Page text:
Home Authors Posts by Aria Danaparamita
When 12 young graphic designers decided to team up for a recent exhibition, it was less about their art and more about introducing locals to the concept of design.
In its fourth iteration, Phnom Penh Designers Week considers the theme “Now is the Future,” inviting avant-garde experimentation along with ready-to-wear basics from eight local and international labels.
“Open City, Open Mind”—The Asia Foundation Community Art Gallery’s second exhibition—seeks to spark discussion about development in Phnom Penh by showcasing imaginative explorations of what the capital could, one day, look like.
The slender sculptures stand stoically in a row. But their mute metal forms speak volumes: Both modern and primeval, angular and organic, Thang Sothea’s anthropomorphic creations use the simplest shapes to evoke abstract sophistication.
Sitting in his Phnom Penh home surrounded by his writings, Vann Molyvann spoke slowly but poignantly, said film director Christopher Rompre, who began interviewing Cambodia’s most celebrated architect last year.
Sorn Samnang, 26, has worked in the garment industry for nine years, shifting between five factories and barely making enough to survive. The story of her life—and that of some 700,000 garment workers in the country—may be familiar to readers of newspaper and magazine articles on the industry. But now, she and her colleagues are also telling their own stories.
Cambodia and China held their first joint Spring Festival Gala on Phnom Penh’s Koh Pich island on Tuesday as a precursor to ringing in the Chinese New Year, which falls on Thursday. But underneath the sparkle of the extravaganza, China's use of soft power as a tool to cement relations with Cambodia was evident.
Welcome to “Rice, Life and Culture,” a three-day bale art festival that opened Friday and ended Sunday, organized by the Banteay Meanchey provincial government and South Korea’s trade-promotion agency Kotra.
It’s a tale of two cities, though less Dickensian and more like postmodern poetry. The exhibition “Rates of Exchange: Un-Compared” opened last Saturday at the Sa Sa Bassac gallery in Phnom Penh, bringing together six artists from Bangkok and three from the Cambodian capital.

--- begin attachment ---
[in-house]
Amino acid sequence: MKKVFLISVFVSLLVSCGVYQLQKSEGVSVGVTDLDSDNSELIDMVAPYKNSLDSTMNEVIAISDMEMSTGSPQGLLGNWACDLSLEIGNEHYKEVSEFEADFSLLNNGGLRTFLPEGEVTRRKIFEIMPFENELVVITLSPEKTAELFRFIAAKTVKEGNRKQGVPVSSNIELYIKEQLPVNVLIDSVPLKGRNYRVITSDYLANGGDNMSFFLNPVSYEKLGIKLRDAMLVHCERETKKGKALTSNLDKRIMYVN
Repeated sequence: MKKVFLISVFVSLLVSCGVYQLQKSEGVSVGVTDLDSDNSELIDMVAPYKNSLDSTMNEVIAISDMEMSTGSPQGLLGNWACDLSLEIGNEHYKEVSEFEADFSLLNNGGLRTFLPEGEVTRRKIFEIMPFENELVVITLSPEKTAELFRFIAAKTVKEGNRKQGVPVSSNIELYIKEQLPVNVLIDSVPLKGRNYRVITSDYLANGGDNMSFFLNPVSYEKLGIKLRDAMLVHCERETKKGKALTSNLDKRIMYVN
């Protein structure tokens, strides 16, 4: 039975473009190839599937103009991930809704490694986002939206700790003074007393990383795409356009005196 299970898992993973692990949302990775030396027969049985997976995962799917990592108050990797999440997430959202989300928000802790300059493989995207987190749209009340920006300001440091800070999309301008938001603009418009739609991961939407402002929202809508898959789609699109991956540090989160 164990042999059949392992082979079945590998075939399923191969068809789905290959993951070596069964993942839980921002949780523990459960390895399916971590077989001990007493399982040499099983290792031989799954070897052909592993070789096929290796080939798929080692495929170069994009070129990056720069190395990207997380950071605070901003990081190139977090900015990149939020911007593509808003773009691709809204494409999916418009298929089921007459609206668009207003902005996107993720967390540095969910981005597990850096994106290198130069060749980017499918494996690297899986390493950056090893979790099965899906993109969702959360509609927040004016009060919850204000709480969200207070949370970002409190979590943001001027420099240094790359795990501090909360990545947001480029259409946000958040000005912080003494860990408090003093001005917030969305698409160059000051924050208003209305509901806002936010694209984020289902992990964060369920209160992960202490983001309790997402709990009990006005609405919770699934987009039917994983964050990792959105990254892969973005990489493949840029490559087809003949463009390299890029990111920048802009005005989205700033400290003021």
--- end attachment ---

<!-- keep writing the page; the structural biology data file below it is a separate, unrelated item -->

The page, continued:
Mak Remissa was 7 years old when he embarked with his family on the grueling exodus from Phnom Penh to Kampot province, a day after the Khmer Rouge took control of the capital in early 1975, and ordered its citizens out.
Architect Pen Sereypagna is leading the new Genealogy of Bassac project, which he launched in October with support from Sa Sa Art Projects and the Parsons New School of Design in New York. Its aim is to collect oral histories about the White Building and its neighborhood, documenting architectural changes in the Tonle Bassac area from the 1920s to the present.
Crouched amid rubble, a 16-year-old boy draws a portrait of the late crooner Sinn Sisamouth on a wall. As the portrait of the 1960s music legend takes shape in black and white paint against a bright red and blue backdrop, it joins a series of tableaux—part of a revival of Phnom Penh’s Boeng Kak neighborhood.
Born in a Thai refugee camp after his family fled the Khmer Rouge, Khiev Kosal found asylum in the U.S. Growing up in Southern California, however, he followed his cousins and joined a street gang, embarking on a life of crime aged just 14.
A stroll through Battambang City’s streets treats one to the decaying grandeur of French colonial buildings, their aged allure giving the riverside town a certain worn-down romance.
Anida Yoeu Ali’s multimedia and performance piece is many things. It’s a caterpillar-like form sheathed in an orange shroud like a Buddhist monk. It’s a woman covered in a long Muslim hijab. It’s an odd addition to an otherwise normal scene, or it’s a natural part of the landscape.
Through his paintings, Mil Chankrim shares his story as experienced by the boy he once was. This haunting—and haunted—private sphere, often represented by either bold or oppressively pallid backgrounds, forms the emotional backdrop to Mr. Chankrim’s troubled childhood.
In the lobby of Phnom Penh’s TeaHouse Hotel, a melange of colors evoke the seasons: a teal-and-indigo panel echoes summer and a gold-tinged white painting whispers winter. But forgoing canvas, the colors glimmer on lotus leaves.
These days, when one thinks of cinema, it’s often in the nostalgic past tense: ticket windows shuttered with wooden clapboards, as the masses switch on their TV, laptops and smartphones. But while in the U.S. and Europe, many lament the dying days of film, in Cambodia, it’s a starkly different scene.
Kim Hak's exhibition "Alive" is among the diverse tales told by photographers taking part in the 2014 Angkor Photo Festival.
Though the capital is no stranger to vendors peddling noodles, soups or snails from carts, a fleet of food trucks offering international fare have rolled into the city.